Differential regulation of gene products is not related to functional properties of the proteins
During the last few years, several synthetic allopolyploids have been investigated at the transcriptional level using various approaches (cDNA-SSCP in syntheticGossypiumallotetraploids , AFLP- cDNA in synthetic wheat allopolyploids , microarray in syntheticSenecioallopolyploids  and syntheticGossypiumallotetraploids , etc.). Non-additive transcription in hybrids and allopolyploids is now well documented, yet the genes concerned by non-additive expression are not well characterized. Recently, a transcriptional analysis ofArabidopsisallotetraploids showed that genes involved in "hormonal regulation" and in "cell defense and aging" were more susceptible to expression changes . In addition, the ethylene biosynthesis pathway was found globally repressed in two distinct lineages of syntheticA. suecica. In this report, we have described a thoroughin silicofunctional analysis of proteins in syntheticB. napus, and we have shown that neither specific functional category nor metabolic pathway were over- or under-represented among non-additive proteins. This discrepancy betweenArabidopsistranscriptional results and oilseed rape proteomic data may be explained by the fact that mRNA abundance and protein amounts are poorly related ) or by the reference used (we compared the functional categorizations of non-additive proteins to additive ones, while Wanget al.compared the distribution among functional categories of non-additive genes to the whole set of 26,000 annotated genes inArabidopsis). Moreover, differential regulation of gene expression may vary from one biological model to an other (Arabidopsisvs.Brassica).
Finally, this is the firstin silicoanalysis of proteins in synthetic allotetraploids. Althoughin silicoprediction is not a perfect process and may give erroneous information for some genes considered individually , bioinformatic tools are particularly relevant for genome-wide analysis and global consideration of the data. We have shown that non-additive and additive polypeptides could not be differentiated on the basis of their function nor subcellular localization, indicating that the regulation of gene products following allopolyploidization is not related to any functional feature of the proteins.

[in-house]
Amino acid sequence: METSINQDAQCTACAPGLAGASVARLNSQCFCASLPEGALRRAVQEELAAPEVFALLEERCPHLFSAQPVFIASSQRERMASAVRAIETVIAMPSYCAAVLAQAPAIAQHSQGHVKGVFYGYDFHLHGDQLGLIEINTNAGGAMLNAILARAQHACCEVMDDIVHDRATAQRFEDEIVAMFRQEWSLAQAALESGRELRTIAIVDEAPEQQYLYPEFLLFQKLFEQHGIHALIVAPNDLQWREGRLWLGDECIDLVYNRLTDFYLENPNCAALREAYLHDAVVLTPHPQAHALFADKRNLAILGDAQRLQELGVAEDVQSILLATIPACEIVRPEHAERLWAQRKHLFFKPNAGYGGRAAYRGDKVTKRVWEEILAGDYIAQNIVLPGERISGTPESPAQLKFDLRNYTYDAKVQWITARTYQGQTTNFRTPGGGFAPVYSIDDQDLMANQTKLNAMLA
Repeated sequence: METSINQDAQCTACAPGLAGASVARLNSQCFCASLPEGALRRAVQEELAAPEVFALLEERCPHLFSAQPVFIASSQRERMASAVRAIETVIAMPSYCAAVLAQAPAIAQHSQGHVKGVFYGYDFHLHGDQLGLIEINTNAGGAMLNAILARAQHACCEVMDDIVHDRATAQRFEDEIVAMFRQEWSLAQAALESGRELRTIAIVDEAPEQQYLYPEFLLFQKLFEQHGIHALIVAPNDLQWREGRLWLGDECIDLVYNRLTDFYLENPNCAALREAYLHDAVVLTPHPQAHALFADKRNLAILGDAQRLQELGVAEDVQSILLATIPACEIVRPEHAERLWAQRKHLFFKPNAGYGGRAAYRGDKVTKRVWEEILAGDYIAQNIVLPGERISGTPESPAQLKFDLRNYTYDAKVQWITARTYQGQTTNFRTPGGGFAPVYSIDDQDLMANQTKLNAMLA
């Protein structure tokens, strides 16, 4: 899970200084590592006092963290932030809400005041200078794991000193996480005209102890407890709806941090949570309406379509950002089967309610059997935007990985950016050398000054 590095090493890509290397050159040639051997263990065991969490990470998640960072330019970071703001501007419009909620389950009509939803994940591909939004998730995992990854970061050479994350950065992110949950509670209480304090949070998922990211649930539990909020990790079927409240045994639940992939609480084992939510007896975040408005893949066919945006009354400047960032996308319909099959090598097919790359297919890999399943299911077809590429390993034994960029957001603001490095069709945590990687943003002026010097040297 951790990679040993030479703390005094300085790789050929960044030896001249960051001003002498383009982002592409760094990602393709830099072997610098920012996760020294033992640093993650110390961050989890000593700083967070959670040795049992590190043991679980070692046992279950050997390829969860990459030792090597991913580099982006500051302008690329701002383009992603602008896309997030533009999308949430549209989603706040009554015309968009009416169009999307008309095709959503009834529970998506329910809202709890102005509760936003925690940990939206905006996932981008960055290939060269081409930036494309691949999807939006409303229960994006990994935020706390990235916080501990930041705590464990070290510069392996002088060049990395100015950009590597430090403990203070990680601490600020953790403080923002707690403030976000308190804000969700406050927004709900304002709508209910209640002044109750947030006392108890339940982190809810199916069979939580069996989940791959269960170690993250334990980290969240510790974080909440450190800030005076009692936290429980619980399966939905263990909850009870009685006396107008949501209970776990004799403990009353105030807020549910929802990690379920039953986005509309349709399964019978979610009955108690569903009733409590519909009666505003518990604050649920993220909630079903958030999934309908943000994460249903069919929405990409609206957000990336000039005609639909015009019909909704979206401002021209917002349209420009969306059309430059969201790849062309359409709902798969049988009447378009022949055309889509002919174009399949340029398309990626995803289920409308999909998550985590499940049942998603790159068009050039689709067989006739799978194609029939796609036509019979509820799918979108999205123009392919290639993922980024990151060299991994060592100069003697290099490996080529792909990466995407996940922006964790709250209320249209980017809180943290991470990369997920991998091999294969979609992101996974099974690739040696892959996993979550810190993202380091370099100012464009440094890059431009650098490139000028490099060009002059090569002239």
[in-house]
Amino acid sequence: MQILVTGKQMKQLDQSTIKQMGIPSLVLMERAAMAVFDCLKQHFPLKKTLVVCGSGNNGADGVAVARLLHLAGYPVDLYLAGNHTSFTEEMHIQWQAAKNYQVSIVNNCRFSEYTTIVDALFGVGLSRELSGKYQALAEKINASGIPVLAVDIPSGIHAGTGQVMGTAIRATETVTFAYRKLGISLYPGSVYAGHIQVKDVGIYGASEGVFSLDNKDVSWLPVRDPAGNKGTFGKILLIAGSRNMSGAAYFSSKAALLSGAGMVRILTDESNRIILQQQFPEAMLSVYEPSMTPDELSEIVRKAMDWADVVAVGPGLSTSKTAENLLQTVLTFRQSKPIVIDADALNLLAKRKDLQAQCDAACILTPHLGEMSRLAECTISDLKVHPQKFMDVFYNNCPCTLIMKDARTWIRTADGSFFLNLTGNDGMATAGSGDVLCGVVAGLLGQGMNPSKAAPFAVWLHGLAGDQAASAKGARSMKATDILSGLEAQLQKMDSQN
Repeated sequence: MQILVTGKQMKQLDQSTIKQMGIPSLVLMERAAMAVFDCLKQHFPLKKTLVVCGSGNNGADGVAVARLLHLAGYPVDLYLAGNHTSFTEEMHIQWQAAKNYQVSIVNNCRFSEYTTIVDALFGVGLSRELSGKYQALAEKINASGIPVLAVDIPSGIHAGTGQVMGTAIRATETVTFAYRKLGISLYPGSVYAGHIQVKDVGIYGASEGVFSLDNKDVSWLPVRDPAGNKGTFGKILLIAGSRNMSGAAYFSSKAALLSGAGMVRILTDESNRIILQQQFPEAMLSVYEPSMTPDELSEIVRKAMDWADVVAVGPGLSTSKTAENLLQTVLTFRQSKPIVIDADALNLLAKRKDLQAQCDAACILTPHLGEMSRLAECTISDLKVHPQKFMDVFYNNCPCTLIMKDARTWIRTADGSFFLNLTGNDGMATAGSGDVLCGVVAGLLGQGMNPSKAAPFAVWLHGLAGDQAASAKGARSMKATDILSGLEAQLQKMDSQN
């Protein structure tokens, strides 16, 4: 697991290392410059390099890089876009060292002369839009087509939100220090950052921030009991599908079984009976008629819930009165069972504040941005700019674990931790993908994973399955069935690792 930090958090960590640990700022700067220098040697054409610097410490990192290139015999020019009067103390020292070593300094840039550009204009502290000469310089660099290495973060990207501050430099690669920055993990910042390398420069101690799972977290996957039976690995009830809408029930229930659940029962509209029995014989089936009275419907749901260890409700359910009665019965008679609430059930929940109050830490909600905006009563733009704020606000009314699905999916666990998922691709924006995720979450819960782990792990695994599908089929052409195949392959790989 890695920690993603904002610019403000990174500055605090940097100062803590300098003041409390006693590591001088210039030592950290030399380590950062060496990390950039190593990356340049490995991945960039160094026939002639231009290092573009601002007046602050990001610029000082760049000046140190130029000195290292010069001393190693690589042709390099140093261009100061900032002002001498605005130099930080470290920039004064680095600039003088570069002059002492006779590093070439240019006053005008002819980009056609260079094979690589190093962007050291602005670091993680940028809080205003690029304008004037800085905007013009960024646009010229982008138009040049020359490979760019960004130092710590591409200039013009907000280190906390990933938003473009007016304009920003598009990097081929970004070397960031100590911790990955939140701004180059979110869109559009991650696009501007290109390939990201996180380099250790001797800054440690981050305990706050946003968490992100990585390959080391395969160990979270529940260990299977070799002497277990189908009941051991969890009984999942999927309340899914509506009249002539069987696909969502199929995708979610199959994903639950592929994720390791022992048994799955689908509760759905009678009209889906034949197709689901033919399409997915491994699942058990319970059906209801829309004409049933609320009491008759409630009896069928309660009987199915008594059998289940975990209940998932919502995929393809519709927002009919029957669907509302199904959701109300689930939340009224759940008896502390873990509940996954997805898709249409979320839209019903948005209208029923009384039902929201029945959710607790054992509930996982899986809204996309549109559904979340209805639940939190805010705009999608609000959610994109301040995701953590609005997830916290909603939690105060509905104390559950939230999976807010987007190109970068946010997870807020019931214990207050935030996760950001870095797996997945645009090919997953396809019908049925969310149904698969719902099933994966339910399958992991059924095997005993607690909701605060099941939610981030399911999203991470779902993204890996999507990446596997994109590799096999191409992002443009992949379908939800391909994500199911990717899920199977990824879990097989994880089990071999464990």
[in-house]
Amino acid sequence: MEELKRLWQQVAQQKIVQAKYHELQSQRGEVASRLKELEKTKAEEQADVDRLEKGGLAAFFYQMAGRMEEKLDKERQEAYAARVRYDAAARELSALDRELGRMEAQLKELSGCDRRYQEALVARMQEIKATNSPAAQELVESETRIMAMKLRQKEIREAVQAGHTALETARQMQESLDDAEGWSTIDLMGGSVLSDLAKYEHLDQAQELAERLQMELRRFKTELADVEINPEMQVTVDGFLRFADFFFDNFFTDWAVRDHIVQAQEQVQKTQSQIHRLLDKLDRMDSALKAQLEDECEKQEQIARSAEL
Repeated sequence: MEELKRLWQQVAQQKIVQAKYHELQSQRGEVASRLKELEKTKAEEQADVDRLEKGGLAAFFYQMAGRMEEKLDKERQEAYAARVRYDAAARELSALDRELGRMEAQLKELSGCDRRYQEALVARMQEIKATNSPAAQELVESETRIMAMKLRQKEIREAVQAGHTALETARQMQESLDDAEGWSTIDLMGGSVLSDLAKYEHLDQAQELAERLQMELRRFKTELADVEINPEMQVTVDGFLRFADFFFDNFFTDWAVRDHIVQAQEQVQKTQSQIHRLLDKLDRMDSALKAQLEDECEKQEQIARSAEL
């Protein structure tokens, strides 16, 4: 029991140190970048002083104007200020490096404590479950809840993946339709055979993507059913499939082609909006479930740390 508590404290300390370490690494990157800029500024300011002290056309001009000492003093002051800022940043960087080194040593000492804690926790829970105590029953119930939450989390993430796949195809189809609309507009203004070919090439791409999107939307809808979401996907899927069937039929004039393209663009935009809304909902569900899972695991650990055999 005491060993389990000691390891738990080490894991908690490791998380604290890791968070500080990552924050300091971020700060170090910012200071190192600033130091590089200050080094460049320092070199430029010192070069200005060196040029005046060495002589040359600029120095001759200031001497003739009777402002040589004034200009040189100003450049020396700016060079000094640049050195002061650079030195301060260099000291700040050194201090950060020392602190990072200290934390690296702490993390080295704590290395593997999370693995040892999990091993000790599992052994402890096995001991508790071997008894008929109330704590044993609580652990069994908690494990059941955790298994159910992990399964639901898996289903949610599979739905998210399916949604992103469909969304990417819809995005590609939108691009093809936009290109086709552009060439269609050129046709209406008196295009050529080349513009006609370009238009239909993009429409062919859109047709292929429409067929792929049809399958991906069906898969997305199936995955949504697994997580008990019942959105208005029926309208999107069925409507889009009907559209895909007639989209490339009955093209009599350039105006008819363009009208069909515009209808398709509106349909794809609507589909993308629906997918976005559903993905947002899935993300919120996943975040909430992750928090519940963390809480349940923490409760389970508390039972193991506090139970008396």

Allopolyploidy: a genomic shock but not a proteomic shock?
Polyploidy is often described as a genomic shock [37,38], that may induce stress and defense responses. Our study showed that, in syntheticB. napus, the "cell rescue, defense and virulence" category was unchanged in the stem and root. In addition, Wanget al.showed that the "defense" class was under-represented when analyzing differential gene transcription in leaves and flower buds of syntheticArabidopsisallotetraploids . These results suggest that neither stress nor defense responses were particularly enhanced following a recent polyploidy event for these twoBrassicaceaespecies. Moreover, although stem and root proteomes were extensively modified in syntheticB. napus, the patterns were reproducible in independent amphiploid lineages  and our data indicated that, globally, the distribution of the proteins into metabolic pathways, functional categories and subcellular localizations was not disturbed. Thus, at the protein level, there is no evidence for a chaos or a large disorder following the merging of two genomes. Instead, a novel order establishes quickly and may evolve in further generations of syntheticB. napus. Hence, allopolyploidy can be seen as a mechanism making new from old: new expression patterns from old genomes, and perhaps this feature explains in part why polyploidy is such an undeniable evolutionary success.
Differential gene expression: what are the underlying mechanisms?